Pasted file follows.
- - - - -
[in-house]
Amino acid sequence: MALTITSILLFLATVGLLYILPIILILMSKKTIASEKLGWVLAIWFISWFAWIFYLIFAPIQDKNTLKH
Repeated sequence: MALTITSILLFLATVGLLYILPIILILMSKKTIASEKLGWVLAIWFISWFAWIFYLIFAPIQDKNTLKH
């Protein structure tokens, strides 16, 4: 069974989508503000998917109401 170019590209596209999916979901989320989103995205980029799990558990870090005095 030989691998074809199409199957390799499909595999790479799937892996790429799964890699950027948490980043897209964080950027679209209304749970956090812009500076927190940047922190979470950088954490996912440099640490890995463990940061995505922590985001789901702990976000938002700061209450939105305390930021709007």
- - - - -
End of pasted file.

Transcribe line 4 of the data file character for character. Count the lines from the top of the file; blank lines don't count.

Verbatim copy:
């Protein structure tokens, strides 16, 4: 069974989508503000998917109401 170019590209596209999916979901989320989103995205980029799990558990870090005095 030989691998074809199409199957390799499909595999790479799937892996790429799964890699950027948490980043897209964080950027679209209304749970956090812009500076927190940047922190979470950088954490996912440099640490890995463990940061995505922590985001789901702990976000938002700061209450939105305390930021709007």